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VBS: Every Child Belongs

Orange Leaders
Orange Leaders Wednesday December 2, 2015
<? echo $type; ?> VBS: Every Child Belongs

Christmas tunes may be in this week’s Spotify playlist of choice, but summer planning is a necessary endeavor now to save energy and minimize stress down the road. If the average VBS program in a local church occupies 2-3 hours each day for 3-5 days, that’s anywhere from 6-15 hours with kids. In terms of weekend planning, it’s months of programming concentrated into a very short amount of time.

Overwhelmed yet? Easily so.

Everyone has those Sundays checking your watch wondering if the sermon is ever going to end. Kids can go plum crazy when lunch time arrives and the parents haven’t. The thought of tripling or even quadrupling the ministry output is a lot to consider. But done right, you can also raise the level of ministry impact exponentially.

One of the reasons a VBS programs can kickstart ministry is connections. Even with perfect attendance, there’s a minimum of 6 days between each point of contact on Sundays. You might use VBS as a longer arc ministry program to develop deeper connections between:

  • kids and Christ
  • kids and church
  • kids and SGL’s [small group leaders]
  • kids and each other

Check out these 6 tips for designing and facilitating great connections through VBS to make sure EVERY CHILD BELONGS!

  1. Announce early: Parents might plan weekend camping trips one week prior. Cruises, airfare, and Disney require long-range planning. Make sure your VBS plans include a clever “save the date” for families so they can purpose VBS participation in their summer schedules. This also gives them info necessary to invite friends, neighbors, and even cousins – fostering early connections.
  2. Cast vision: Vision is important for any ministry endeavor. With VBS, cast vision to parents. Help parents be aware of and excited about the Bible truths kids will encounter as well as the relationships they’ll develop. With VBS, cast vision to leaders. Invite your current SGLs and other ministry volunteers to serve at VBS to build even stronger connections with the group they already lead on weekends. Finally, cast vision with kids. If you create the kind of buzz around VBS that kids don’t want to miss, your marketing will multiply.
  3. Be intentional: VBS can be a program that shuffles large groups of kids like cattle from one activity to the next. Oh, and don’t forget the kingdom impact from snacks. Stop and dream about how VBS can also serve to develop deeper relationships where kids are truly known. You’ll have to be intentional to keep small groups small and to keep vested leaders with their groups for that to happen. It will take better planning. It will take targeted recruitment. It will take tighter kid/leader ratios than you’ve ever utilized before, but it will be worth it for groups to be smaller and for each child to truly belong.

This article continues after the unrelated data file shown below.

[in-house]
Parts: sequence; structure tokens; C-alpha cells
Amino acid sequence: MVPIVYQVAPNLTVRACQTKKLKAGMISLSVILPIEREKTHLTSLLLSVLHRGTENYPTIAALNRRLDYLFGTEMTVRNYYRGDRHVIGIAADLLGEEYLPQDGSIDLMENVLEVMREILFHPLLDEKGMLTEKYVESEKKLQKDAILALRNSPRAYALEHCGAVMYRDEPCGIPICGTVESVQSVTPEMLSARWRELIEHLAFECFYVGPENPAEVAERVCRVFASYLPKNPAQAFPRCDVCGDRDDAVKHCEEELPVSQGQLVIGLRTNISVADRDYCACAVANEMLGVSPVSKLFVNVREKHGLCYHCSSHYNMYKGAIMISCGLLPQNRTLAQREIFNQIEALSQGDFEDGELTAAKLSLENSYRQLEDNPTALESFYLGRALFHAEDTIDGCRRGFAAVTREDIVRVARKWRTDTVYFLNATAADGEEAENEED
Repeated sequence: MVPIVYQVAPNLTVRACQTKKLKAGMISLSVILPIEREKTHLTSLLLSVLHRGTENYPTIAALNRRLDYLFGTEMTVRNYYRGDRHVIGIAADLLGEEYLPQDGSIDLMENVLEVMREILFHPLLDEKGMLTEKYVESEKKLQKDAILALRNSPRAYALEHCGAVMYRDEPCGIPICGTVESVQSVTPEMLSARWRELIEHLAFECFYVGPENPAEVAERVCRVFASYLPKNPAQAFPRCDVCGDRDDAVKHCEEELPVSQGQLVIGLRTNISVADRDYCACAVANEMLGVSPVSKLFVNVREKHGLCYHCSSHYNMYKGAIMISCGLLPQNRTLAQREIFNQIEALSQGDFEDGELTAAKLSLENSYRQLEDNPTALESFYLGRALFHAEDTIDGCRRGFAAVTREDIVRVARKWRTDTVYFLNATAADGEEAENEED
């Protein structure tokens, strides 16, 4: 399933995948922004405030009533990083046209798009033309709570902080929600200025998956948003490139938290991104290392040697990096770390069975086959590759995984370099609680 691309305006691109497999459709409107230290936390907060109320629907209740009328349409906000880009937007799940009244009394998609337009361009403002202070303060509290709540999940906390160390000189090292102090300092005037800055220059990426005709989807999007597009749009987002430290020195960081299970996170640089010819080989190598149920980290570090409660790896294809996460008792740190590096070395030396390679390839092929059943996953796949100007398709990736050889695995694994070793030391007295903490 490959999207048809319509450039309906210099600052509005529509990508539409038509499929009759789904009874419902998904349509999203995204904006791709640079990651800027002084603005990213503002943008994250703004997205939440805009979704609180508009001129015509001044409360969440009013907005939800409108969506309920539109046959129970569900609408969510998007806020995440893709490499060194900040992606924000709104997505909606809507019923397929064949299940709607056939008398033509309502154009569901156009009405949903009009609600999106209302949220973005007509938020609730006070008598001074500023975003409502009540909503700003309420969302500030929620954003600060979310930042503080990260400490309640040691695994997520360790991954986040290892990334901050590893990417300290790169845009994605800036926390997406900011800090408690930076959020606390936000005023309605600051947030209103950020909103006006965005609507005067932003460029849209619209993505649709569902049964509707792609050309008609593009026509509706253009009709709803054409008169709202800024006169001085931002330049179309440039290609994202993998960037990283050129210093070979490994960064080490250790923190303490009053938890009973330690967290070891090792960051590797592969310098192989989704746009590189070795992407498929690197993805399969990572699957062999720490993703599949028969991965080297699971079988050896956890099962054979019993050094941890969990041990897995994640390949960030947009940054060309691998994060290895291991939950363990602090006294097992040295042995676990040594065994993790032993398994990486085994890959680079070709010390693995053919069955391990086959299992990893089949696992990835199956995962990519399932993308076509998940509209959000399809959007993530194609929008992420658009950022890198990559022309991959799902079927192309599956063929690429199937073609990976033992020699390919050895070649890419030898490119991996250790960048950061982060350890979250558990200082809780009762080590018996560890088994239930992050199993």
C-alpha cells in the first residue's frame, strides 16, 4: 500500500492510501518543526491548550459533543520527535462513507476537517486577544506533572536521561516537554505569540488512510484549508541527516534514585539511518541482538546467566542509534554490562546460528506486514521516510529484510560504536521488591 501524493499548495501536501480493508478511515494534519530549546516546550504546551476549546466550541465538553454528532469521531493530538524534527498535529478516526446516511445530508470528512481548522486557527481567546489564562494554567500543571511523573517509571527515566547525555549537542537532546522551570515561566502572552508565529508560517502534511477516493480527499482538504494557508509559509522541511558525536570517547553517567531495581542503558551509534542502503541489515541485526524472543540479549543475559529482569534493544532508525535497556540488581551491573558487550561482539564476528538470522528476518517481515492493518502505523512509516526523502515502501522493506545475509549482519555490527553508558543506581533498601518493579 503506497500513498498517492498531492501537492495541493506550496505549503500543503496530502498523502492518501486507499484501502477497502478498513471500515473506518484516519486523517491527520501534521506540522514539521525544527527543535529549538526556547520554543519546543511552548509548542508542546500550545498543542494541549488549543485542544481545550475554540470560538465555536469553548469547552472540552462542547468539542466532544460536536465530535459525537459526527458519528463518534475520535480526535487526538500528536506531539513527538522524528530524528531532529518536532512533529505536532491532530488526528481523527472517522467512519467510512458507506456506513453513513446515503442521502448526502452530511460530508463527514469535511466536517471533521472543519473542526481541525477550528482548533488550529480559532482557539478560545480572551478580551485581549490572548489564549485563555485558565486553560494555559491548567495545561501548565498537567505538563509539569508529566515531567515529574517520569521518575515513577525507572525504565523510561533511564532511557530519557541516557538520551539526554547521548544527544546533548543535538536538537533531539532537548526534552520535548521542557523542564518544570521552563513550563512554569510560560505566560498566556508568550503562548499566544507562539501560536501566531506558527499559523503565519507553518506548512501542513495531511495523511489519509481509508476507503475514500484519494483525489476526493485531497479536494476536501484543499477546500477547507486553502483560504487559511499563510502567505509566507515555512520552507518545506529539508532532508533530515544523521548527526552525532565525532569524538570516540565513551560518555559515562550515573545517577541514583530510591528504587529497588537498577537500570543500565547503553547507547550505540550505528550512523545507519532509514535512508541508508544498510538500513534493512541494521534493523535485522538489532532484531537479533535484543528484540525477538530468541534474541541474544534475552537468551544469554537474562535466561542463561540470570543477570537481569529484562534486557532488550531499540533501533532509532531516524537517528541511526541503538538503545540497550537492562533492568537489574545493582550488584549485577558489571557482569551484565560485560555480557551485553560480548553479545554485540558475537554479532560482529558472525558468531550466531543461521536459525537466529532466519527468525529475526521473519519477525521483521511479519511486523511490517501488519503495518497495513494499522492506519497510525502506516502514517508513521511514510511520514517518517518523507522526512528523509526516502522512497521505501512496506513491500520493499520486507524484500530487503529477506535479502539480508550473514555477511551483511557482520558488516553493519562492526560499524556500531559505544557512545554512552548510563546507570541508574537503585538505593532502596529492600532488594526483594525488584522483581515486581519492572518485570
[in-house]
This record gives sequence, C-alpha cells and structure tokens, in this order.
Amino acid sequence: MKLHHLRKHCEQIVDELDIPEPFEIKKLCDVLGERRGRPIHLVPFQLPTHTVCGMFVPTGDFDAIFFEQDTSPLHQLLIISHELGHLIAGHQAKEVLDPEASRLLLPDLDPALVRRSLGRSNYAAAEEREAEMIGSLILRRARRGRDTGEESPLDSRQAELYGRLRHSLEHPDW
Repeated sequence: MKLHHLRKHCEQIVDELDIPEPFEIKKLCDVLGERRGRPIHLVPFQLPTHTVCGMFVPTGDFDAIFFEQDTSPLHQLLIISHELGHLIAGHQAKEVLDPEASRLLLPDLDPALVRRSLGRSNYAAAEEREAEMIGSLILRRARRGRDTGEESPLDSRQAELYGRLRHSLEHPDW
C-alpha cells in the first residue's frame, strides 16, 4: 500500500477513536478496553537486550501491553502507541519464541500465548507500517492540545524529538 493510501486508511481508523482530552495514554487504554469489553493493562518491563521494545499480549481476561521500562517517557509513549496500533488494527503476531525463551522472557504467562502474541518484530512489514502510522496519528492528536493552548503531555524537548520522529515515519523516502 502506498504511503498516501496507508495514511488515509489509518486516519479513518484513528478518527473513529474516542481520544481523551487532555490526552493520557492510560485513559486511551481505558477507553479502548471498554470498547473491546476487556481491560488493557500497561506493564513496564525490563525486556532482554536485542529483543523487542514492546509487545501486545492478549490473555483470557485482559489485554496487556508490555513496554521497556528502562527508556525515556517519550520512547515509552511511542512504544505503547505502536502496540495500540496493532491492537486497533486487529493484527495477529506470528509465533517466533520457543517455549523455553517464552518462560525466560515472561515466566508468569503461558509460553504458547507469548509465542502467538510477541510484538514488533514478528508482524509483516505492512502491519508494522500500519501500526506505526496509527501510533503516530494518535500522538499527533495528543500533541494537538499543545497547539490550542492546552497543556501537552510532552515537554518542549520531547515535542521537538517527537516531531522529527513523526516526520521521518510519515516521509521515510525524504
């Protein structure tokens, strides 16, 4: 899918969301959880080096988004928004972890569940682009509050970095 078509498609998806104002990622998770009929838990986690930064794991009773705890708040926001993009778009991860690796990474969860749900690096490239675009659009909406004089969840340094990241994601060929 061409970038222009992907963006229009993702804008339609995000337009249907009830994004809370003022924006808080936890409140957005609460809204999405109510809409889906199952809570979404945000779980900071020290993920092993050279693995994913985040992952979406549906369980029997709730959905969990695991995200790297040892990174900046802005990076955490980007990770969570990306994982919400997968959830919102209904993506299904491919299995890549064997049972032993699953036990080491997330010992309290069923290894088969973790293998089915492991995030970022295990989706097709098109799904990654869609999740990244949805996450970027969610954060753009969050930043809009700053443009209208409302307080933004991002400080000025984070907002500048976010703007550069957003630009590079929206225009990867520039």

4. Mind the gaps: VBS can be an asset as kids transition between ministry areas. The move from preschool to elementary or elementary to middle school can lead to ministry drop out if you aren’t careful. Strategize how you might use VBS as a tool to smooth out the bumps. What if middle school ministry owned 5th grade VBS? Almost as an initiation or orientation to middle school? What if your kindergarten small group leaders partnered with preschool teachers as co-leaders for rising kindergarten kids to provide a level of security and familiarity for the week?
  5. Widen the net: Six days between Sundays is just enough time to develop anxiety about going back, diving in, and making lasting connections. To a child with special needs who craves consistency, a weeklong VBS program might provide just enough routine to help them acclimate to church, feel comfortable with leaders, and confident in their environment. Making connections at VBS can yield major ministry dividends in programming all year.
  6. Be specific: Quick confession. I’m burdened by the kids who attend weekend services but always stick with their parents in the adult gathering. I’m convinced that if they would just try kidmin once, they’d love it. Consider what a drop off VBS might mean for those kids. With their parents’ exit, they have no choice but to participate with their age group. What if VBS week could help them establish a necessary friendship, trust a leader, and enjoy a ministry program so much that Sundays became a natural connection point for them? What if VBS could help those kids belong?

VBS has always been heralded as one of the most evangelistic weeks of a ministry calendar. That may be true. Teaching God’s word for the purpose of discipleship is no slouchy goal either. But what about simply making lasting relational connections? Purposed well, connecting to peers and leaders during a weeklong program for a third grader might give them the foundation for community and support they’ll need when life hits hard and choices get big down the road. Your VBS connections can really matter much in the long term life of every kid, when they’re known, loved, and led–when they truly belong.

Check out the BRAND NEW VBS offering from Orange for 2016 – WALK THIS WAY! Your kids will take a journey with Paul and ask the same questions he asked – making some incredible discoveries along the way!

Nic Allen is the Family Pastor at Rolling Hills Community Church in Franklin, Tennessee, where he leads the NextGen Team. He and his wife Susan are loving life raising three kids, Lillie Cate, Nora Blake and Simon, along with an uncooperative Golden Doodle, Sunny.


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